Oligodendrocyte precursors migrate along vasculature in the developing nervous system

Science. 2016 Jan 22;351(6271):379-84. doi: 10.1126/science.aad3839.


Oligodendrocytes myelinate axons in the central nervous system and develop from oligodendrocyte precursor cells (OPCs) that must first migrate extensively during brain and spinal cord development. We show that OPCs require the vasculature as a physical substrate for migration. We observed that OPCs of the embryonic mouse brain and spinal cord, as well as the human cortex, emerge from progenitor domains and associate with the abluminal endothelial surface of nearby blood vessels. Migrating OPCs crawl along and jump between vessels. OPC migration in vivo was disrupted in mice with defective vascular architecture but was normal in mice lacking pericytes. Thus, physical interactions with the vascular endothelium are required for OPC migration. We identify Wnt-Cxcr4 (chemokine receptor 4) signaling in regulation of OPC-endothelial interactions and propose that this signaling coordinates OPC migration with differentiation.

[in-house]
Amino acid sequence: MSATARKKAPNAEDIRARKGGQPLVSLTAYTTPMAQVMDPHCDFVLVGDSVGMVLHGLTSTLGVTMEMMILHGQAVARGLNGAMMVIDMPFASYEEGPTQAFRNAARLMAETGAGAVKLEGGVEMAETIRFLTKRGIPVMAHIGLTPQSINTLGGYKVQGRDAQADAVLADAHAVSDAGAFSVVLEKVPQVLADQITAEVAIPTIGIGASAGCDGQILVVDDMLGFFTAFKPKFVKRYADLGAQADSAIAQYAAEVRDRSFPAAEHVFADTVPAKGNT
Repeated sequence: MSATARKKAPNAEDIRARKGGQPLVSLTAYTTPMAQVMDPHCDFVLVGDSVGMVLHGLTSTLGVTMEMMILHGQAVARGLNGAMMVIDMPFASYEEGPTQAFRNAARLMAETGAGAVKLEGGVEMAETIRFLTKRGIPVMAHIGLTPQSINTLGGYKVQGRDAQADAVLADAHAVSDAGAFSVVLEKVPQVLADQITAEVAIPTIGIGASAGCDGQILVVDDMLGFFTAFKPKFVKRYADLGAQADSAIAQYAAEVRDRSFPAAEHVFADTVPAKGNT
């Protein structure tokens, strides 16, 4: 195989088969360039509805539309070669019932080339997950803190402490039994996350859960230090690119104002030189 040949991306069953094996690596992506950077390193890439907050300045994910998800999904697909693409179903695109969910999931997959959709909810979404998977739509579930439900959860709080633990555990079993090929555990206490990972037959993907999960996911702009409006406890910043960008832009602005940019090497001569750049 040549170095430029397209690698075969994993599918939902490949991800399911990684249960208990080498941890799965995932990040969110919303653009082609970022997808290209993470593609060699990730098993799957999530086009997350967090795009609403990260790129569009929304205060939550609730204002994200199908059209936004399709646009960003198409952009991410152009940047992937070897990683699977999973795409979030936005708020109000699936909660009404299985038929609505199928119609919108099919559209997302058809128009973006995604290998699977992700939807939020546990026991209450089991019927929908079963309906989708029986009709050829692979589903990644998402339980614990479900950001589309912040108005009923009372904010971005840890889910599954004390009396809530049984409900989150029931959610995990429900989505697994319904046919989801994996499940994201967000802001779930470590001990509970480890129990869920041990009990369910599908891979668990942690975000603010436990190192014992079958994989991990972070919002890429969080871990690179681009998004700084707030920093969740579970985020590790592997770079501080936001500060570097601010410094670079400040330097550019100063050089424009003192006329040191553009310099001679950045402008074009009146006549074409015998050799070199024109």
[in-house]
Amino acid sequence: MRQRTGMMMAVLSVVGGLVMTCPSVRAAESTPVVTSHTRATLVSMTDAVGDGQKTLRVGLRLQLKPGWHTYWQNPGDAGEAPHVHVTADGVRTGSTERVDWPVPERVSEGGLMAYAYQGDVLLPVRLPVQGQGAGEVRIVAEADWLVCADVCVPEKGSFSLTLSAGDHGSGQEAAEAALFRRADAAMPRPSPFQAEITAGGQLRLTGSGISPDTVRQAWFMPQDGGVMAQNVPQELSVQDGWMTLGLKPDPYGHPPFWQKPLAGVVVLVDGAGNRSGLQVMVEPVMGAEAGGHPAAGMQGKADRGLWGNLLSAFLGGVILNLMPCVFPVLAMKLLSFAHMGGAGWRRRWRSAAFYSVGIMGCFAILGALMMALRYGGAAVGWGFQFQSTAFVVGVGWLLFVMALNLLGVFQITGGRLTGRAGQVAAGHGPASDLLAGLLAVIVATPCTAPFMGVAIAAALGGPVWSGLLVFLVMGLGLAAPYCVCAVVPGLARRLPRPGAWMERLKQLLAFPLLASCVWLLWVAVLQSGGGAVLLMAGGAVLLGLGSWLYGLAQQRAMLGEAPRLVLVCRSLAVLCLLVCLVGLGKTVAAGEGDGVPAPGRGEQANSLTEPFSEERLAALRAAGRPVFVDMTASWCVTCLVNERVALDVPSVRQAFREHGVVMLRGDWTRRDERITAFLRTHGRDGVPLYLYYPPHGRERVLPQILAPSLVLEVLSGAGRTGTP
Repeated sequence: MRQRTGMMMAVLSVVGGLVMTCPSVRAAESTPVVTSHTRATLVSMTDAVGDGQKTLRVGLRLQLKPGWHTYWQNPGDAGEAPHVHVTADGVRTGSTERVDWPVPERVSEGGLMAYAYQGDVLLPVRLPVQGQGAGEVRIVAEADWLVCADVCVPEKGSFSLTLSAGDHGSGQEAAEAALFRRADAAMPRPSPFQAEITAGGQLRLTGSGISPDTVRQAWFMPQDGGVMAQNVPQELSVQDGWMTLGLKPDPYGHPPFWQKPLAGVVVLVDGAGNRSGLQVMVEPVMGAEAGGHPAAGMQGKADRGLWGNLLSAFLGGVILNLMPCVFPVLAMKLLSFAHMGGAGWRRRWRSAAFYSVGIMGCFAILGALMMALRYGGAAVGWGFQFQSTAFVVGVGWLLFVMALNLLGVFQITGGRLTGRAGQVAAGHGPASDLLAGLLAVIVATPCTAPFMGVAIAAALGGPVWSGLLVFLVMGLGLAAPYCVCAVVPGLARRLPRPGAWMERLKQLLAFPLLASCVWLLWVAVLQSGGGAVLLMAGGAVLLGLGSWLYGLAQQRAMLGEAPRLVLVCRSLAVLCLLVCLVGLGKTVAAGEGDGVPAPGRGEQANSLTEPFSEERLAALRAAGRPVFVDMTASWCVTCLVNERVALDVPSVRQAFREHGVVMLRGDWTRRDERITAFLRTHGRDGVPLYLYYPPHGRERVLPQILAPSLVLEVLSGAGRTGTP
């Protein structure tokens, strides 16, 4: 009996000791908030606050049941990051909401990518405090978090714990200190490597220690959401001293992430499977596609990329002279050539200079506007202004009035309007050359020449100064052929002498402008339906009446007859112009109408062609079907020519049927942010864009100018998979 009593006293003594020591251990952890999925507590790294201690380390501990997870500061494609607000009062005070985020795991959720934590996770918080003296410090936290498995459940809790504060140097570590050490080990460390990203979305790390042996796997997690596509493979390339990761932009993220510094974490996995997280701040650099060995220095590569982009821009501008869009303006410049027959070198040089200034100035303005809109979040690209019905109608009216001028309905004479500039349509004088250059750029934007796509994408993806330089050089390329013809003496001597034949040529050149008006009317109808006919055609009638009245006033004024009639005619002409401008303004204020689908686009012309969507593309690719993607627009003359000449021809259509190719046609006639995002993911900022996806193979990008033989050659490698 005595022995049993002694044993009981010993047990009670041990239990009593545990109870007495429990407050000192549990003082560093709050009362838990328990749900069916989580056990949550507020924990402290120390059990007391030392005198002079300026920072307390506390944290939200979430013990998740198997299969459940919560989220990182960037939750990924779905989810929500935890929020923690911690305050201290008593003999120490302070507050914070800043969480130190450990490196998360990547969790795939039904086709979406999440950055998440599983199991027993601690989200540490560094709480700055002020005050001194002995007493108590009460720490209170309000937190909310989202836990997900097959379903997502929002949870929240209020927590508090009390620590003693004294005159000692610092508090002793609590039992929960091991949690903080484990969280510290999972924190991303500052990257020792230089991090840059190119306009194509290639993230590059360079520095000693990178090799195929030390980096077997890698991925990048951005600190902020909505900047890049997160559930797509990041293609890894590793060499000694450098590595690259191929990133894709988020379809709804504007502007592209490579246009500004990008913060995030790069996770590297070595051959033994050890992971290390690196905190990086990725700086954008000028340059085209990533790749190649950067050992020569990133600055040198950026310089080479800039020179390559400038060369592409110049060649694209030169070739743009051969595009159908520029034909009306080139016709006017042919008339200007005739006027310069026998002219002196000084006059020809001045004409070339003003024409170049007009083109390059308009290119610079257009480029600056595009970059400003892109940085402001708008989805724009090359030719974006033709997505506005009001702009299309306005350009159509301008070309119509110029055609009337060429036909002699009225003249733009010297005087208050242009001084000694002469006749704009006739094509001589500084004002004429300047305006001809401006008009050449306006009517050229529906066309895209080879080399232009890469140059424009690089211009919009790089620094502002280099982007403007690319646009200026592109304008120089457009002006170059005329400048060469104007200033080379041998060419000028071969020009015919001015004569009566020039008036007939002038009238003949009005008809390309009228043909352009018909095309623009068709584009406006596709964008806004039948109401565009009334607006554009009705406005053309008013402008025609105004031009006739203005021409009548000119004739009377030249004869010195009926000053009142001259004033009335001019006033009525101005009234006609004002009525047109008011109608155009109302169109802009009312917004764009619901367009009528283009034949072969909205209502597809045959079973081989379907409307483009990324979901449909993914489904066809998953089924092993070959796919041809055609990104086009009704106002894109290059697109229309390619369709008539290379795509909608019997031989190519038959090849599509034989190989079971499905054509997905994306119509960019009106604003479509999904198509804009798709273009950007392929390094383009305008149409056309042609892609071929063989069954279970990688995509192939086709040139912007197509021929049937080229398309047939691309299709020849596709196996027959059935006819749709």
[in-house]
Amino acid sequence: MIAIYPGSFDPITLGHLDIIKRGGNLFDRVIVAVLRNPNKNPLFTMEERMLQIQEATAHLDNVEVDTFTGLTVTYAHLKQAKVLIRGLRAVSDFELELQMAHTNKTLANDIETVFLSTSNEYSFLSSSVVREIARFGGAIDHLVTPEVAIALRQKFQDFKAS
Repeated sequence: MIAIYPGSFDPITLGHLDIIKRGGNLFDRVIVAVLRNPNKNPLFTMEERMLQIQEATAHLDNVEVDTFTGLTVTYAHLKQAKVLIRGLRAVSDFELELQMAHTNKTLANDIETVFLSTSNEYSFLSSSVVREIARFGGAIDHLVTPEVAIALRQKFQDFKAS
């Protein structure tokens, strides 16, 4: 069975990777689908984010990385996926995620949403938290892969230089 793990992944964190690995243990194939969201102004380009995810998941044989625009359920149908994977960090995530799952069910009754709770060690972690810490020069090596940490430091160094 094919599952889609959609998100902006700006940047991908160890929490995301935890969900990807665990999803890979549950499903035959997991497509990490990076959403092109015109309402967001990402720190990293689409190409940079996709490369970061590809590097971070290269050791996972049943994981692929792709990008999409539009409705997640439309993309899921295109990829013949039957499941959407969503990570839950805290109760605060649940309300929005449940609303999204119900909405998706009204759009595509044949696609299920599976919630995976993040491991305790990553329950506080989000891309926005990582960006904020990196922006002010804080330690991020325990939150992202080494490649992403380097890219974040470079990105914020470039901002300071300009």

Publication types

  • Research Support, N.I.H., Extramural
  • Research Support, Non-U.S. Gov't

MeSH terms

  • Animals
  • Blood Vessels / cytology
  • Blood Vessels / embryology
  • Cell Movement*
  • Cerebral Cortex / blood supply
  • Cerebral Cortex / embryology*
  • Endothelium, Vascular / cytology
  • Humans
  • Mice
  • Neural Stem Cells / cytology
  • Neural Stem Cells / physiology*
  • Neurogenesis*
  • Oligodendroglia / cytology
  • Oligodendroglia / physiology*
  • Organogenesis*
  • Pericytes / cytology
  • Pericytes / physiology
  • Receptors, CXCR4 / metabolism
  • Signal Transduction
  • Spinal Cord / blood supply
  • Spinal Cord / cytology
  • Spinal Cord / embryology*
  • Wnt Proteins / metabolism


  • CXCR4 protein, mouse
  • Receptors, CXCR4
  • Wnt Proteins